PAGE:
Competing interests

The authors declare that they have no conflict of interest.


The authors would like to thank two anonymous referees, the editor and Anatoly Frolov for their comments. Our special thanks are given to Alexander Krasikov, who supported the model coding.

Financial support

This research has been supported by the Academy of Finland (contract no. 283101).

Review statement

This paper was edited by Wolfgang Kurtz and reviewed by two anonymous referees.


Andreev, A., Kanto, A., and Malo, P.: Simple approach for distribution selection in the Pearson system, Working papers of Helsingin kauppakorkeakoulu, Helsinki, Finland, 25 pp., 2005. 

Arheimer, B. and Lindström, G.: Climate impact on floods: changes in high flows in Sweden in the past and the future (1911–2100), Hydrol. Earth Syst. Sci., 19, 771–784,, 2015. 

Benson, M. A.: Uniform flood frequency estimating methods for federal agencies, Water Resour. Res., 4, 891–908,, 1968. 

Budyko, M. I. and Izrael, Y. A. (Eds): Anthropogenic Climatic Change, University of Arizona Press, Tucson, USA, 1991. 

Bulletin 17–B: Guideline for Determining Flood Flow Frequency, U.S. Geological Survey, Virginia, USA, 1982. 

Chylek, P., Li, J., Dubey, M. K., Wang, M., and Lesins, G.: Observed and model simulated 20th century Arctic temperature variability: Canadian Earth System Model CanESM2, Atmos. Chem. Phys. Discuss., 11, 22893–22907,, 2011. 

Collins, W. J., Bellouin, N., Doutriaux-Boucher, M., Gedney, N., Halloran, P., Hinton, T., Hughes, J., Jones, C. D., Joshi, M., Liddicoat, S., Martin, G., O'Connor, F., Rae, J., Senior, C., Sitch, S., Totterdell, I., Wiltshire, A., and Woodward, S.: Development and evaluation of an Earth-System model – HadGEM2, Geosci. Model Dev., 4, 1051–1075,, 2011. 

Dahmen, E. R. and Hall, M. J.: Screening of Hydrological Data: Tests for Stationarity and Relative Consistence, International Institute for Land Reclamation and Improvement, the Netherlands, 1990. 

Dai, A., Qian, T., Trenberth, K. E., and Milliman, J. D.: Changes in continental freshwater discharge from 1948 to 2004, J. Climate, 22, 2773–2792,, 2009.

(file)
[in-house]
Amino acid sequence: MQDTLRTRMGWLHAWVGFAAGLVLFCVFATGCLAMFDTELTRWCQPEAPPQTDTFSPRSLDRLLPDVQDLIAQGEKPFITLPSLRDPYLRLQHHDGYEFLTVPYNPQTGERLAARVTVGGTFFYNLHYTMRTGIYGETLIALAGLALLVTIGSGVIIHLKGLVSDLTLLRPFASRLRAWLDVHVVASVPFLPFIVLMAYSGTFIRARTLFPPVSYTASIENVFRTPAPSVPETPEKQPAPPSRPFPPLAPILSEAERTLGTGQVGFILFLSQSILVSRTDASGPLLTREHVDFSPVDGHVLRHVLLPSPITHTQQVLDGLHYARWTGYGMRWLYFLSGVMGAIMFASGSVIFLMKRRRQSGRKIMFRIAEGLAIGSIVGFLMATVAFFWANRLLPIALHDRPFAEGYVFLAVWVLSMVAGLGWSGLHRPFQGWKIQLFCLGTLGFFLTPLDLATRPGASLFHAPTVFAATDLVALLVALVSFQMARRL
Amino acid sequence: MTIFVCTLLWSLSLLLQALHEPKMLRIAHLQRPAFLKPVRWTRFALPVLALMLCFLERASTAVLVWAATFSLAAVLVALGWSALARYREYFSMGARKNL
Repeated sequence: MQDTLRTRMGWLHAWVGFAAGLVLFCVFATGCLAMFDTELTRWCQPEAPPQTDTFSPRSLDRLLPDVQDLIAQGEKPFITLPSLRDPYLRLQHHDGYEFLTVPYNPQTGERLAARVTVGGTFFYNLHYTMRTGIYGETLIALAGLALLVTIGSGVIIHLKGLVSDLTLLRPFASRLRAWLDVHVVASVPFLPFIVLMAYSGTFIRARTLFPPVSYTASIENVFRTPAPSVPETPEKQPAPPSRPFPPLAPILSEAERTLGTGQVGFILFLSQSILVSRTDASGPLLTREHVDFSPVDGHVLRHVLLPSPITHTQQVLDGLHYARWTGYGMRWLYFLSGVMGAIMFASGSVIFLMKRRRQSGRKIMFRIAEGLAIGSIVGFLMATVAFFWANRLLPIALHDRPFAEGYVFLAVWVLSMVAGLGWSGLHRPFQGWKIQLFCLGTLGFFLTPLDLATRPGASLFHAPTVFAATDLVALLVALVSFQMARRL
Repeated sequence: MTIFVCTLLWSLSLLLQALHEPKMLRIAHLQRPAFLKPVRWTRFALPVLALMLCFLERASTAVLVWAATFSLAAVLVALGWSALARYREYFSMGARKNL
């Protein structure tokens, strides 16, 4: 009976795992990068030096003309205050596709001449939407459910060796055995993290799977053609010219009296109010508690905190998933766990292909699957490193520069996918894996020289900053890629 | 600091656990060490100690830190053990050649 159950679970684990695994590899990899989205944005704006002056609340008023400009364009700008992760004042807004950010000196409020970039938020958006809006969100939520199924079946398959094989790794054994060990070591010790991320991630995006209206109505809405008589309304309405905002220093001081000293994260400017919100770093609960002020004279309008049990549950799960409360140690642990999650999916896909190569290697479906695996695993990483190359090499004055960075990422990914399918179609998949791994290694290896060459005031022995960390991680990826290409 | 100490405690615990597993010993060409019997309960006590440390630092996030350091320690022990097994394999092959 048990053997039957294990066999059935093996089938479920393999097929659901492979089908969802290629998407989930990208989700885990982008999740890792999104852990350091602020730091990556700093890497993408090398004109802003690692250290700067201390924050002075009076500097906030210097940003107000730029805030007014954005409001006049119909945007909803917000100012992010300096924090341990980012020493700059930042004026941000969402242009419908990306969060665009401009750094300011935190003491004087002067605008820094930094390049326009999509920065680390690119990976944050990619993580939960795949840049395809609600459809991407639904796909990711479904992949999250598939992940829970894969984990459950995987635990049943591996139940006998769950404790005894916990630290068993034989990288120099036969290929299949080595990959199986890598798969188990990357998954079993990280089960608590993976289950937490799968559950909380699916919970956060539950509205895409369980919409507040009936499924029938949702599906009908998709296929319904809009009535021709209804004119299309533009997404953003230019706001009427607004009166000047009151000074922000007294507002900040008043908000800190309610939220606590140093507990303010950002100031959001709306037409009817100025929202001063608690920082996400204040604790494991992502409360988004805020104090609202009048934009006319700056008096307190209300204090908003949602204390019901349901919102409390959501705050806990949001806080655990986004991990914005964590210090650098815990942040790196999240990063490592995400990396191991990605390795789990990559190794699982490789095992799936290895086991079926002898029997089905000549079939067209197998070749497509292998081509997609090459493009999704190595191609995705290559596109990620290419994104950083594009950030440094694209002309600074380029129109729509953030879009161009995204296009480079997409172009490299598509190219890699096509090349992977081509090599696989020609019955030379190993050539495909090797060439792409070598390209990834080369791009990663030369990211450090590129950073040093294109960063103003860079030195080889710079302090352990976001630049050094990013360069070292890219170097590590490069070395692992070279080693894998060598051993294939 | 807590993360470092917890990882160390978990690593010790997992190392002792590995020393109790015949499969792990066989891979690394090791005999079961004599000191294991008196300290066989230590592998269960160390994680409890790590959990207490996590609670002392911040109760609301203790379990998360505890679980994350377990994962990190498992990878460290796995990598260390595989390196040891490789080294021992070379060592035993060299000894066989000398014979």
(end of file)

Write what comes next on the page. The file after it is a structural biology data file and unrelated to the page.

Domínguez, E. and Rivera, H.: A Fokker–Planck–Kolmogorov equation approach for the monthly affluence forecast of Betania hydropower reservoir, J. Hydroinform., 12, 486–501,, 2010. 

Druzhinin, V. S. and Sikan A. V.: Methods of Statistical Processing of Hydrometeorological Information, Russian State Hydrometeorological University Press, St. Petersburg, 2001 (in Russian). 

Elderton, S. W. P. and Johnson, N. L.: Systems of Frequency Curves, Cambridge University Press, London, 1969. 

Giorgetta, M., Jungclaus, J., Reick, C., Legutke, S., Bader, J., Böttinger, M., Brovkin, V., Crueger, T., Esch, M., Fieg, K., Glushak, K., Gayler, V., Haak, H., Hollweg, H.-D., Ilyina, T., Kinne, S., Kornblueh, L., Matei, D., Mauritsen, T., Mikolajewicz, U., Mueller, W., Notz, D., Pithan, F., Raddatz, T., Rast, S., Redler, R., Roeckner, E., Schmidt, H., Schnur, R., Segschneider, J., Six, K., Stockhause, M., Timmreck, C., Wegner, J., Widmann, H., Wieners, K., Claussen, M., Marotzke, J., and Stevens, B.: Climate and carbon cycle changes from 1850 to 2100 in MPI-ESM simulations for the Coupled Model Intercomparison Project phase 5, J. Adv. Model Earth Syst., 5, 572–597,, 2013. 

Guidelines to Estimate Basic Hydrological Characteristics, Gidrometeoizdat, Leningrad, USSR, 1984 (in Russian). 

Guidelines SP 33-101-2003: to Estimate Basic Hydrological Characteristics, Gosstroy, Moscow, Russia, 2004 (in Russian). 

Kite, G. W.: Frequency and Risk Analysis in Hydrology, Fort Collins, Colorado, 1977. 

Koutrouvelis, I. A. and Canavos, G. C.: Estimation in the Pearson type 3 distribution, Water Resour. Res., 35, 2693–2704,, 1999. 

Kovalenko, V. V.: Modelling of Hydrological Processes, Gidrometeizdat, St. Petersburg, Russia, 1993 (in Russian). 

Kovalenko, V. V.: Partial Infinite Modelling and Forecasting of the Process of River-Runoff Formation, St. Petersburg: RSHU Publishers, available at: (last access: 2 July 2019), 2004. 

Kovalenko, V. V.: Hydrological Security of Building Projects with Climate Change, Russian State Hydrometeorological University Press, St. Petersburg, Russia, 2009 (in Russian).